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'Applied Sciences' selects NCNU research paper as February cover story


Water bamboo (Zizania latifolia) is considered a delicacy in Taiwan. Almost 90% of the nation’s annual yield of water bamboo is cultivated in Puli Township, Nantou — the proverbial heart of Taiwan and home of National Chi Nan University.

A multi-departmental NCNU team designed a light-emitting-diode (LED) lighting system for a water bamboo field during winter season at night, and the results indicated that this lighting system can prevent the stunting of water bamboo leaves and further assist their growth. Compared with previous LED systems, in which the LED bulbs were placed directly above water bamboo leaves, this LED lighting system presents the added benefit of easy handling during harvest. To prevent the inhomogeneous coverage of LED light patterns, a new kind of LED lenses was also incorporated.

This research experiment has its roots in 1999, when Taiwan’s water bamboo farms were attacked by basal stalk rot, leading to leaf stunting. Dr. Jin-Hsing Huang investigated the causes of this disease. Finally, he cured stunting without using chemicals after noticing how water bamboo that grew near a ridge did not stunt. By observing environmental variables, he reported that street lights built near the ridge provided light during the night, which further helped leaves grow and prevented stunting.

He taught farmers to use lighting equipment for increasing the yield of water bamboo from one to three harvests per year. Supplying light to water bamboo at night during the winter season — defined as between September and December — when natural sunlight is not sufficient for the growth of young water bamboo leaves yielded admirable harvests. Taiwanese farmers began using a high-pressure sodium (HPS) lamp as the source of light, an electricity-intensive and less-durable alternative to LEDs.

Moreover, according to the farmers, the use of HPS lamps to prevent stunting disease can indirectly damage the habitat of frogs and possibly other species present near the field because of its strong and shining glare. The possible adverse effect of LEDs on the environment is under investigation.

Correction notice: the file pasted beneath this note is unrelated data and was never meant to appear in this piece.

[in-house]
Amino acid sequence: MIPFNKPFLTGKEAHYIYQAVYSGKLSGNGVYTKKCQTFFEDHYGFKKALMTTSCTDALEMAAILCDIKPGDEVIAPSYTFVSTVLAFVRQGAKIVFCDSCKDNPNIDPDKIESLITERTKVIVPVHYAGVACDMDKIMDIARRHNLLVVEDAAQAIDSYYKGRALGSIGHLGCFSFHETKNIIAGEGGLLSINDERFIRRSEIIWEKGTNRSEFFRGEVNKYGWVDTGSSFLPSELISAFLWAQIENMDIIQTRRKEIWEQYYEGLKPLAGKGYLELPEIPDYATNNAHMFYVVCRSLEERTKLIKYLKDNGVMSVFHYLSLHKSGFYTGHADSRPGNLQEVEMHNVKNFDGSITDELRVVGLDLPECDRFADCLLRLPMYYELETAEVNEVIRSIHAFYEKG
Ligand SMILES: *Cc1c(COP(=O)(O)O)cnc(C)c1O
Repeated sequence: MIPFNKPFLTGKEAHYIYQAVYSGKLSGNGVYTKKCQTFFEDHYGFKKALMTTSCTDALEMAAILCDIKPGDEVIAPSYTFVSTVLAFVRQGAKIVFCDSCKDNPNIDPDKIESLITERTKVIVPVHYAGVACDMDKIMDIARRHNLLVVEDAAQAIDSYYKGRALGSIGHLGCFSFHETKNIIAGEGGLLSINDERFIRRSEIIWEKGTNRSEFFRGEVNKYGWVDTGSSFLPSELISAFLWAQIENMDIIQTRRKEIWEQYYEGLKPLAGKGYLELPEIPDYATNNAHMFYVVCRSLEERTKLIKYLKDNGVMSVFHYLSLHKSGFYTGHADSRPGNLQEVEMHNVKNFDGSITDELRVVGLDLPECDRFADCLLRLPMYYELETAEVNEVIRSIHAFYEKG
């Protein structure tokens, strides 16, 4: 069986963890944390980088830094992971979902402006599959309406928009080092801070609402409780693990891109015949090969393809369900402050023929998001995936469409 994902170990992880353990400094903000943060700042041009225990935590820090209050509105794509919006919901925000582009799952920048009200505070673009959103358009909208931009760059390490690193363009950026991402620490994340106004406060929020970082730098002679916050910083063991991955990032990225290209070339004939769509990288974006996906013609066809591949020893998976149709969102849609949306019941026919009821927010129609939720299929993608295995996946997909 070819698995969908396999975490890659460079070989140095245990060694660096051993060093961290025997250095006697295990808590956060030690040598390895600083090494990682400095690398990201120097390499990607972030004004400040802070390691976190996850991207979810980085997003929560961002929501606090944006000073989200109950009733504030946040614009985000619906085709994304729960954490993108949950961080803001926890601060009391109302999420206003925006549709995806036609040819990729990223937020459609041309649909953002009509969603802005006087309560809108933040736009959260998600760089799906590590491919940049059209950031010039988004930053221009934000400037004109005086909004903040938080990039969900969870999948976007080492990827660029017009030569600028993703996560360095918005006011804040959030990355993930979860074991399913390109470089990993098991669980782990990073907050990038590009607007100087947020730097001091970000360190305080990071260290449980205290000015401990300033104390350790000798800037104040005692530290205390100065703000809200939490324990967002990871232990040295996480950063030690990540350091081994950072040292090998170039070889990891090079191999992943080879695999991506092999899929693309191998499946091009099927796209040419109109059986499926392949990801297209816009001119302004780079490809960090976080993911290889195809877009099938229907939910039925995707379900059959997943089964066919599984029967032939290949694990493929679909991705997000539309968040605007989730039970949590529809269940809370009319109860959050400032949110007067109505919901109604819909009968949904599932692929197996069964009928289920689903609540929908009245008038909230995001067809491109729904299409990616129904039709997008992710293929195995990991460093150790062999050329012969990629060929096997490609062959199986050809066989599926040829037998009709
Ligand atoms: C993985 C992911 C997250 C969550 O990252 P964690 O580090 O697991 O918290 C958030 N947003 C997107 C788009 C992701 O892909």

For this scientific study, the NCNU team comprising members from the departments of applied materials and optoelectronic engineering, electrical engineering, liberal education, civil engineering, and information management purchased LED modules from an original equipment manufacturer (OEM) company, which fabricated an LED lamp with different lenses and power setup according to pre-specified designs and requirements.

To evaluate the relationship between light intensity and growth of bamboo leaves, the NCNU team measured the height of water bamboo leaves for two weeks during the night. The exposure time during the night was approximately 10 hours. Several observation spots near the ridge exhibited a slow growth rate. The coverage measurement of LEDs was completed using a spectrometer and the unit of lux, in which different colors indicate different light intensity. After two weeks, the corner area exhibited the weakest light intensity, with the lux decreasing with each increase in distance.

Studies have reported that blue and red lights emanate the most important wavelengths for the growth of plants, therefore the use of the correct equipment to measure the LED light intensity is essential for determining the sufficient amount of artificial light, especially of the LED variety, for plant growth. In the designated field, 80% of water bamboo plants received sufficient LED light exposure.

To solve the problem of the inhomogeneous coverage of LED light, the NCNU team performed indoor measurements of light intensity dependent on the distance and obtained a suitable arrangement of LED light modules by incorporating a 60×60 LED light distribution pattern. These findings can not only be used as a reference for water bamboo farms, where a light supply is required at night during winter, but can also be applied to other crops such as dragon fruit and sugar apple.

Featuring an ethereal nighttime photo of water bamboo plants bathed in soft purple light, “Optimized LED-Integrated Agricultural Facilities for Adjusting the Growth of Water Bamboo (Zizania latifolia)” was published by SCI Journal “Applied Sciences” as the cover story of its February issue.

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